Why “Olivennes Bill” wouldn’t work in Italy

Olivennes Bill” (named after the French lobbyist who proposed it) on copyright protection has been blocked by the French Parliament a couple of days ago (but there is little doubt that French Government will try to have it approved ASAP.) If  (better, when) passed, this bill would have enforced a “parallel indictemnt system” handled by an “independent” authority called HADOPI acting as an actual Justice Court, that is given the power to decide, without a fair trial, whether a person deserves to be disconnetted by the Internet after being warned twice by copyright holder through the concerned Internet Access Provider.

Entertainment Industry lobbyists like this approach very much and are pushing hard to have Italy enforce it too. “The Problem” is – fortunately – that Olivennes Bill Italian version’s  would be affected by serious legal and Constitutional flaws, thus making it impossible to pass, for a number of reasons.

First, Italian Code of electronic communication (L.259/03) sect. 4 para I letters f) g) and h) make network neutrality mandatory. To impose over Access Providers’  shoulder filtering duties or any other technological activity limiting the way Italian Public Network (rete pubblica di comunicazioni) works, would be what the Code calls “discrimination among specific technologies” and “forcing the use of a particular technology against others”.

Second, the Access Providers would be forced to report the Public Authorities their users’ criminal behaviour by fault of cross-combination between legislative decree 70/2003 1 and sect. 171 bis et al. of Law 633/41. 2 Legislative Decree 70/2003, in fact, makes Access Provider non-automatically accountable for its users’ actions, provided that he doesn’t willingly become part of it. Furthermore, the Decree says that the Access Provider must report to the police forces any criminal misconducts as soon as he’s been given sound evidence of a criminal behaviour committed by an Internet user, thus forcing the prosecutor to start a criminal investigation. All this, is possible because Italian Copyright infringement provisions are “designed” to be mandatory investigated by the Public Prosecutor. 3Then, should Italy enforces an Olivennes-like legislation, there would be a “double trial” for the same (alleged) fact: the first – real – under a Court scrutiny, the second – “mock” – run by an “independent” authority, leading to a conflict of public powers.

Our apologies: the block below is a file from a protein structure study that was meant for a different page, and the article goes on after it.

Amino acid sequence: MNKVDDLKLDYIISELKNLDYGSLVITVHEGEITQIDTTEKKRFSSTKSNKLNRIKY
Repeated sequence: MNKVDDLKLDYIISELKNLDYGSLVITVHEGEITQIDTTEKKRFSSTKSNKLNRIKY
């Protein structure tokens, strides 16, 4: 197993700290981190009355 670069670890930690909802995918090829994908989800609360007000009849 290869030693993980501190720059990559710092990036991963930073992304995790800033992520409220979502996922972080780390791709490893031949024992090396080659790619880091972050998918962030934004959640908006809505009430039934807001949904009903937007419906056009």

Third, as a side question, nobody told Mr. Olivennes that his bill is oddly similar to ancient Western Europe Barbarian laws, where didn’t matter who the actual culprit was, because the victim had the right to retaliate against any other culprit’s family member. This is what Mr. Olivennes proposes: to seclude a whole family or company from the Internet, for the (alleged) wrongdoing of a single member.

Not bad, as an exercise on democracy.

  1. enforcing EU directive 31/00 on e-commerce and access/content providers online liability
  2. Italian Copyright Law
  3. Italian Penal Code contains two “kind” of crimes: the first one is composed by very serious misconducts such as homicide and money laundering – to name a few – that must be investigated no matter if the victim ask for it. Second one is composed of serious crimes too, whose investigation begininnig is in victim’s own hands. In other words, if the victim of a theft doesn’t ask the public prosecutor to start investigating the crime, nothing happens, even if a policeman or a magistrate knows that the fact actually happened.

2 Replies to “Why “Olivennes Bill” wouldn’t work in Italy”

  1. Andrea, thank you very much for your effort to bring italian flawed ICT’s policies into the international spotlight.

    Unfortunately in this post you seem to underestimate the power of a government supporte by such a large majority of MPs.

    An Italian version of the Olivienne bill could easily provide the necessary amendments to decree 70/2003 and Law 643/41. This would not be in open contradiction with the boundaries set by EU Law in this domain. Indeed, the French authorities took the necessary step to get their approch to comply with the minimal EU’s requirements.

    As for the “ne bis in idem”, this principle does not apply to administrative decisions on the same matters as judicial rulings.

    Other ways should be found to contrast this repressive “three strikes” approach but, to be honest, seeing how things work in Italy, my expectations are very low.

  2. Fede said
    “As for the “ne bis in idem”, this principle does not apply to administrative decisions on the same matters as judicial rulings. ”

    You’re right, but I’m not sure that an HADOPI-like agency, in Italy, might have the status of “administrative authority” (such as the Data Protection Commissioner.) Bills proposed by Italian MP’s in this milieu – for instance – pushed to establish a sort of “semi-private commission” to evaluate the claims and enforce the “punishment” with no real “fair trial” regulation.

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